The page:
I was at a recent businesses function, and a man that was there gave a quick talk about how to keep your life peaceful and profitable. The man that was giving this presentation was a man I knew to be quite wealthy both financially and with his family, so what he said carried a lot of weight with me.
His presentation said that in your life it’s a good idea to create two lists, one of what’s working, and one of ‘not working’ and the premise of his talk was, for the things that are not working, don’t spend a lot of time trying to ‘make them work’, instead, cut them out of your life, quickly and efficiently. I took this advice to heart. Unfortunately when I preformed this exercise on my life, I found there were several things I needed to let go of and get out of my life. One involved a person who I love, but should not be in business with. Our business arrangement wasn’t working, hadn’t been working for months, and yet I was holding onto something, because I ‘wanted to fix it’. After hearing this presentation, I knew it was time to cut bait and move on.
Problem is, he doesn’t want to let go, and is still holding onto the idea that we can ‘fix it’. I’ve searched my heart and I know I will not change him, nor do I want to try, at this point I just want to move on.
This is a new experience for me, I’m usually the one holding on and trying to ‘fix it’, but in a way it’s very refershing to just be happy letting go.
It was warm, like the kind of warm that makes your clothes stick to your skin, which for a town that is particularity cold this time of year, would normally be nice, but on this night, it was uncomfortable. The score was 2/1 with one more to go and the second best player on the other team waiting in the wings. The tension was so thick, everyone, even the people just casually watching could feel it, like a thin layer that was surrounding us, much like the heat that was on too high. It was my turn, my rack, my break, and I’d never beaten this guy before, in past match ups. I was playing some of the best pool of my life, up to that point in the evening, and other than a small mistake that cost me one game, I had run through my other opponents like a hot knife though butter. I was excited and the adrenaline filled my body. I racked ‘em and had a good solid break and the game was on.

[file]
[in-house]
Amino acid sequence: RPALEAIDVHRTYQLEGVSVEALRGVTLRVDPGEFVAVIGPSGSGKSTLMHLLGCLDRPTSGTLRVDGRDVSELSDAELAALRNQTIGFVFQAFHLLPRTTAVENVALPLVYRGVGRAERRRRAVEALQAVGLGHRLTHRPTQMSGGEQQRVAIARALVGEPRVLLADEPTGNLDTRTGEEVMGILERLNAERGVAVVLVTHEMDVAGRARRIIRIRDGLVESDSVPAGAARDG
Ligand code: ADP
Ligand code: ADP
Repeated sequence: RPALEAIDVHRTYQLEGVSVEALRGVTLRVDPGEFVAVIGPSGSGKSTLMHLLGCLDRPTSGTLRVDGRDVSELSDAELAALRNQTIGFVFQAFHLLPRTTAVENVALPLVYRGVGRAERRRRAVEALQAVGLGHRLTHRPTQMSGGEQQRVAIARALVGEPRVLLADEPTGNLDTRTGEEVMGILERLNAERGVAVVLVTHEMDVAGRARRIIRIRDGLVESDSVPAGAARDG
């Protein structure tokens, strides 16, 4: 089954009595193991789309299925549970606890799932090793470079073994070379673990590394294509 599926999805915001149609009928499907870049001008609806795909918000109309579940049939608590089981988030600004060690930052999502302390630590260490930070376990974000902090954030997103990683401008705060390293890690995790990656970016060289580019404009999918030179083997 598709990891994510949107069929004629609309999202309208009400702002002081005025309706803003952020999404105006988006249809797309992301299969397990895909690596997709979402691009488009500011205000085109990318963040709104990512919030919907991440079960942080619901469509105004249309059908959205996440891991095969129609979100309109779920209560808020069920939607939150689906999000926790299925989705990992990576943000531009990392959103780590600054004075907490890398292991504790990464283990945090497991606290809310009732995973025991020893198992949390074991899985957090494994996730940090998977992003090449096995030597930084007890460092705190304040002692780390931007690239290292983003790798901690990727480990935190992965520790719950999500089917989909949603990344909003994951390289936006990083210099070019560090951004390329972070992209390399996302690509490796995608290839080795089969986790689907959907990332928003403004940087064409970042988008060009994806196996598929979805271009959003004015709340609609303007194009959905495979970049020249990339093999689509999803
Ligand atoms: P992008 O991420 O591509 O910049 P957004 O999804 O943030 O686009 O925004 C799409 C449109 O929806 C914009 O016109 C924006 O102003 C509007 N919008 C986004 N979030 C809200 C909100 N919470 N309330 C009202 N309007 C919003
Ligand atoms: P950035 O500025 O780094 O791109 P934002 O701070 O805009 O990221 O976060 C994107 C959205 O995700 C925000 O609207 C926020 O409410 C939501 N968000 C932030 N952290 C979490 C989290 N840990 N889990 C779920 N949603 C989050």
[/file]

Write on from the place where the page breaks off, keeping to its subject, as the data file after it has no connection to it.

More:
It was a bitter battle, like chess pieces moving across a board, each player trying to position themselves for the win, but this night, victory would be mine. I threw down my opponent, and smote his ruin in that bar.
To say I was excited, would be an understatement. I was ecstatic.
But the night wasn’t over. When the score sheets were tallied up, we were in a tie with the number one team in the league, and as would be explained to me shortly, when a tie happens, each team picks a player for a sudden death winner take all playoff. Guess who my team elected?
Staring me down from the other team’s huddle, was their number one player, another man, I’d never beat yet. A player so good that missing one shot normally spells defeat, a man known for running the table countless times, never even allowing his opponents a shot.
And after the coin toss, he won the break….
I had thought the tension and anxiety was high in the match I had just completed, but in this one it was so intense, I could taste it, and feel my mouth going dry…
My opponent, ran the balls, with one of his remaining, he made a mistake and missed the shot. I had three left, and with a combination of excitement, and anxiety, I approached the table, and eyed my remaining balls trying to figure a way to clean them up, and leave myself an easy 8 ball shot for the win.
Then it hit me, I saw and felt victory, and I executed my plan, almost flawlessly. As each ball fell, my team’s excitement grew, as did mine, until the sound of the 8 ball hitting the bottom of the pocket rang though the bar, followed immediately by a cacophony of wild screams, high fives, and triumphant roars.
For the moment, I savored victory, and my team rallied around me as I shook the hand of each member of the other team, with an honest and true ‘great game’ leaving from me. They took the loss hard, but I could tell, even they appreciated the level we had just competed at, win or lose, it was an awesome final 2 matches, and we both felt it.
I can understand and appreciate why people love sports, the adrenaline high is palpable and real.
I then went home and fell fast asleep, exhausted from battle.
It was a good day, and many more are to come.